Every Halloween, I'm amazed at the wild characters that turn up at my door in search of bites for frights. I'm not talking about the 'tweeners in their bloody zombie garb or the "Twilight" neck-biters moussed to kill. I'm talking about their drunken parents.
Let's face it, the adult louts among us have co-opted the last sacred kid's holiday and turned it into a rube's tailgate party without the big screen and beer nuts. And they're doing so without considering the potential consequences to their auto insurance, their homeowners insurance and worst-case scenario, their health insurance.
According to the National Highway Traffic Safety Administration, 58 percent of all traffic fatalities on Halloween 2008 involved a driver or motorcycle rider with a blood alcohol content of 0.08 or higher.
For those needing further persuasion against mixing alcohol-impaired drivers with visually-impaired costumed children wandering the streets with a sugar buzz, allow me to formally introduce you to social host liability.
Wazzat? Well, it's a legal term for the civil and criminal responsibility of a person who serves liquor to a guest. Yes, even guests dressed as Pandorans, Pippi Longstocking and Sarah Palin.
According to the Insurance Information Institute, enforcement of social host liability varies widely by state; some states don't recognize it at all, others limit liability to injuries that occur on your property, and some hold you responsible if a guest you (over)serve injures or kills another person. All states, of course, prohibit serving alcohol to minors.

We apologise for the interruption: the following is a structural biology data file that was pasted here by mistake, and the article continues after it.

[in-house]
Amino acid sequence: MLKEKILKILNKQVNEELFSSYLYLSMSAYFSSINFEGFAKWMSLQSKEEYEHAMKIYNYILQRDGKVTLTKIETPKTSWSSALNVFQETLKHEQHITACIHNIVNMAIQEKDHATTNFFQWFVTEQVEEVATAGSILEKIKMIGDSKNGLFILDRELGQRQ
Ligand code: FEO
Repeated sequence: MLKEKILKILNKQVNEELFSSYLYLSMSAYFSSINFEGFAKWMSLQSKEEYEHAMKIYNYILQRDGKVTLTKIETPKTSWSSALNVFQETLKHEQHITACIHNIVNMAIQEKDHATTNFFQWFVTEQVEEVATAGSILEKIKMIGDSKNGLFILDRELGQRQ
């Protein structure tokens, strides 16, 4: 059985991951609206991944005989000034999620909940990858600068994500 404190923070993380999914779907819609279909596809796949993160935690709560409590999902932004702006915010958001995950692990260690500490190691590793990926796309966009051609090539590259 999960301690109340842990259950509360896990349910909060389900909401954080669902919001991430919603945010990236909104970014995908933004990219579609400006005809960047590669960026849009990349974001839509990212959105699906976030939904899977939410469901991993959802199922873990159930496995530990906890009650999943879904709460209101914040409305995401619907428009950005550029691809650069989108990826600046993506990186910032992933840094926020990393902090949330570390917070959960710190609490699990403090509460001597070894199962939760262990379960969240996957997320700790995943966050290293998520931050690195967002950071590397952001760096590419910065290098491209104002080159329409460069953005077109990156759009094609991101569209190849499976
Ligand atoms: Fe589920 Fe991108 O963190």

"Depending on the jurisdiction, violations of social host laws can lead to civil or criminal fines, imprisonment and monetary damages awards," says Loretta Worters, vice president of the III.
What does all of this buzzkill have to do with your homeowners insurance?
"Your insurance may not be enough to cover a judgment against you as a social host," says Worters. "If you are also charged criminally, then it is possible that your policy will not cover the civil judgment."
How's that for scary?
To avoid a real nightmare this Halloween, the III suggests the following:
- Hire a professional bartender. They know when and how to respectfully decline a refill.
- Always serve food. It helps offset the alcohol.
- Serve nonalcoholic beverages as well.
- Stop serving alcohol one hour before the party ends, to give your guests time to sober up.
- Speak with your guests before they leave and call (and even pay for) a cab if they appear unable to drive home safely.
- Remind your guests to buckle up before heading home.
My advice? For the sake of your health, your kids, your neighbors and your homeowners insurance, save the alcohol for game time.
Follow me on Twitter!
Stay current on financial news the easy way with Bankrate newsletters!